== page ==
Evangelical Lutheran Church in America Declares Itself a ‘Sanctuary Church’ for Migrants

Delegates at the Evangelical Lutheran Church in America Churchwide Assembly voted to make the denomination a “sanctuary church” for migrants on Wednesday, August 7, 2019. | YouTube/Evangelical Lutheran Church in America

The Evangelical Lutheran Church in America passed a measure declaring their entire denomination a “sanctuary church” for migrants, including those who entered the United States illegally.  

At the ELCA Churchwide Assembly last Wednesday in Milwaukee, Wisconsin, the 3.4 million-member mainline Protestant denomination approved a resolution, or “memorial,” making themselves a “sanctuary church.”

The vote came by a clear majority of the voting delegates raising green cards and reportedly made the ELCA the first denomination in North America to identify as a sanctuary body.   

In a press release announcing the result of the memorial, the ELCA noted that earlier in the day, Presiding Bishop the Reverend Elizabeth Eaton and about 700 Assembly members held a march and prayer vigil outside the nearby Milwaukee Immigration and Customs Enforcement office.

“The march addressed concerns about the human rights of migrant children and families entering the U.S. along the southern border,” stated the ELCA.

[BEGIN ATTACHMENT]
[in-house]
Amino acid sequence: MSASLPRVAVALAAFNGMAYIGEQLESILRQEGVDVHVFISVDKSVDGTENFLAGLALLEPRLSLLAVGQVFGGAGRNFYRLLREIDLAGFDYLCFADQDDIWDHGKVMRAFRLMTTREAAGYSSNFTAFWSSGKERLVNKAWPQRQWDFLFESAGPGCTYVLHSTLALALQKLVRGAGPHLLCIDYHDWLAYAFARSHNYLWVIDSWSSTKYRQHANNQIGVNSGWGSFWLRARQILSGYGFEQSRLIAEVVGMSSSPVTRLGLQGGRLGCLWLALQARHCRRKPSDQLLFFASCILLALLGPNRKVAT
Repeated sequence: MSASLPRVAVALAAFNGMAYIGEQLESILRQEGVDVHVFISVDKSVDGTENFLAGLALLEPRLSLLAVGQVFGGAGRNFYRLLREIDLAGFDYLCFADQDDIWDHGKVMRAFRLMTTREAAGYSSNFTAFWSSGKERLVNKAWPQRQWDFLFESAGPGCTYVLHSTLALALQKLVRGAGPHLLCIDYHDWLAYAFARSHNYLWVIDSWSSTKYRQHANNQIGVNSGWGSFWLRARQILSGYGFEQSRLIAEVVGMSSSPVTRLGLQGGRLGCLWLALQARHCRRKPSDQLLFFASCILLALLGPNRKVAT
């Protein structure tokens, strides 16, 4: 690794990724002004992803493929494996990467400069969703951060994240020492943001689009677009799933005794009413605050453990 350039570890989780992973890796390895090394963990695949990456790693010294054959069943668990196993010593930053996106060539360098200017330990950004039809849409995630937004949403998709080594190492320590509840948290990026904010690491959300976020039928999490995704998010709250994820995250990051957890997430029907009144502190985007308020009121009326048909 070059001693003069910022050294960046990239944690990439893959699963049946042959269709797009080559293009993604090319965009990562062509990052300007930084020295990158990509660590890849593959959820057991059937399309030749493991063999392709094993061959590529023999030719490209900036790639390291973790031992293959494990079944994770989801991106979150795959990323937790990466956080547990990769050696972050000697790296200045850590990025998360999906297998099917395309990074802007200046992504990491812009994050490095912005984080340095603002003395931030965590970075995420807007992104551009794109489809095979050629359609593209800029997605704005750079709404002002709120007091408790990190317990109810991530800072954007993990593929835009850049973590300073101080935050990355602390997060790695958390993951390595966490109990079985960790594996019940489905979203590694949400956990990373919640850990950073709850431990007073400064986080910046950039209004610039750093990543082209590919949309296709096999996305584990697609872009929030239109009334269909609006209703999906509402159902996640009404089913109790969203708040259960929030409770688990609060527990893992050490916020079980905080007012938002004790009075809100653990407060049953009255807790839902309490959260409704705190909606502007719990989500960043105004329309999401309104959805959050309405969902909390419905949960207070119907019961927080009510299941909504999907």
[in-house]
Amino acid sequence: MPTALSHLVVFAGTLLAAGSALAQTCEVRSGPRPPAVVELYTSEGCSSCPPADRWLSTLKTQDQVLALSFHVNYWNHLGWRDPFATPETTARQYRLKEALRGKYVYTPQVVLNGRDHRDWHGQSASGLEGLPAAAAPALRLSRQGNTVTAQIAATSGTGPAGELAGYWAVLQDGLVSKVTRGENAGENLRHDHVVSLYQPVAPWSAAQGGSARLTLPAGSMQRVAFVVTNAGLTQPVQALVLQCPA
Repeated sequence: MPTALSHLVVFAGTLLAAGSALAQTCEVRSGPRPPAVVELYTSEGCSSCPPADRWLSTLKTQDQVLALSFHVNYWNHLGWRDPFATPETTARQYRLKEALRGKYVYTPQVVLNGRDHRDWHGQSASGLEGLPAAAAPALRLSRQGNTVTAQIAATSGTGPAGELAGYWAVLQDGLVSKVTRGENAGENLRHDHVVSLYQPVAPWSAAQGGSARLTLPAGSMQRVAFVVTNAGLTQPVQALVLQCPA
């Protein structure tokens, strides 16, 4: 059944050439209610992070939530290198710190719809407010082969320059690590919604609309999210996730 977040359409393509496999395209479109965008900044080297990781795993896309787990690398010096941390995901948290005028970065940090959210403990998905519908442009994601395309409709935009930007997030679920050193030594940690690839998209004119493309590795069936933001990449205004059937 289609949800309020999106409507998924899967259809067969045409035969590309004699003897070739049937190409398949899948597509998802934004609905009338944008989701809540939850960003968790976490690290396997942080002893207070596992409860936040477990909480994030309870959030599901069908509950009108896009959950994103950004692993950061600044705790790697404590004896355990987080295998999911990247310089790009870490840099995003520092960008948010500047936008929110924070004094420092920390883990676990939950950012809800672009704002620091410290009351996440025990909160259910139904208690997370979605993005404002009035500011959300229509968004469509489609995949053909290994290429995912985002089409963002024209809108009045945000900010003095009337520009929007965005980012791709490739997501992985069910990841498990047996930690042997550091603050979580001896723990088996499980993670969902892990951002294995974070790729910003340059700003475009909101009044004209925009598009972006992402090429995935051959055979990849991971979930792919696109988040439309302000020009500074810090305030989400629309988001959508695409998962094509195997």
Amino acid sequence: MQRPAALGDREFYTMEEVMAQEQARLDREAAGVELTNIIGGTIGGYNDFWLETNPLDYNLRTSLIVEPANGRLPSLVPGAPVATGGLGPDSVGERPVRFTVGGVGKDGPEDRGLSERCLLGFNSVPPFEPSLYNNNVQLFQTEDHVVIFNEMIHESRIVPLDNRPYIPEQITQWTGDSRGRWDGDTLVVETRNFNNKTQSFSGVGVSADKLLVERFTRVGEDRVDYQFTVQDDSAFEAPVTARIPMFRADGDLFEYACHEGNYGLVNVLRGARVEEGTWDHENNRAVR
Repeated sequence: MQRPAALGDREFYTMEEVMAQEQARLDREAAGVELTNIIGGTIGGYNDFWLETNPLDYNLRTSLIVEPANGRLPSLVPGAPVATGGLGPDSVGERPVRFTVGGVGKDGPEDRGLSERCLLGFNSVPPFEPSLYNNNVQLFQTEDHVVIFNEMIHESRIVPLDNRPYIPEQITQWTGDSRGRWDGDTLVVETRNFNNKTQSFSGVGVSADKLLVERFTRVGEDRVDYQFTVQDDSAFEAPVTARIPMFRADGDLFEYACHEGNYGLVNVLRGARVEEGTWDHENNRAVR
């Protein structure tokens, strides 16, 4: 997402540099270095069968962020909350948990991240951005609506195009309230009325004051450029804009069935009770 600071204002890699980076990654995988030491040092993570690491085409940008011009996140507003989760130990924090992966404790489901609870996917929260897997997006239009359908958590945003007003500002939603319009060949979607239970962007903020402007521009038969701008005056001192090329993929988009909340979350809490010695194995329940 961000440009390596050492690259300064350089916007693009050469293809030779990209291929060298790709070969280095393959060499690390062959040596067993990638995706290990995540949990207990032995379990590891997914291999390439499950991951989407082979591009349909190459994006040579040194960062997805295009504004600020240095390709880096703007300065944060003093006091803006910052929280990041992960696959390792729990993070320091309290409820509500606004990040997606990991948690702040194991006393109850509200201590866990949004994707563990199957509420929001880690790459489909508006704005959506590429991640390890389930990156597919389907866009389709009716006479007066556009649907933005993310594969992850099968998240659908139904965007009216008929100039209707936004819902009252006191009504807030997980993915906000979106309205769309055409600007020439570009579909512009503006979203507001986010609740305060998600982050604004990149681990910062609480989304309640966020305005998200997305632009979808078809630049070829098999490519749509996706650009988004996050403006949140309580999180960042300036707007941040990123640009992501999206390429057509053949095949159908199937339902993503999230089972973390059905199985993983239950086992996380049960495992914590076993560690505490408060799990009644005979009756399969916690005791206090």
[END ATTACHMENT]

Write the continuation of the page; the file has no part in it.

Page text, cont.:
“Through the ELCA’s initiative, Accompanying Migrant Minors with Protection, Advocacy, Representation and Opportunities (AMMPARO), this church is committed to work toward just and humane policies affecting migrants in and outside the U.S.”

The memorial was not without its critics. David Tindell of the Northwest Synod of Wisconsin spoke against the measure, arguing that they should be mindful of “the rule of law” and that there are better venues for change in immigration reform.

“The rule of law is clear when it comes to immigration. It may not be the law that we necessarily like and it may not be enforced the way we would necessarily like, but it is still the law. We must be mindful of that,” said Tindell.

“When we want something to be changed in this country in terms of a law, we have the means to do that through our elected representatives.”

Thomas Askegaard of the Arkansas-Oklahoma Synod explained that he believed the memorial failed to go far enough in its goal to make the denomination a sanctuary church.

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SOURCE: Christian Post, Michael Gryboski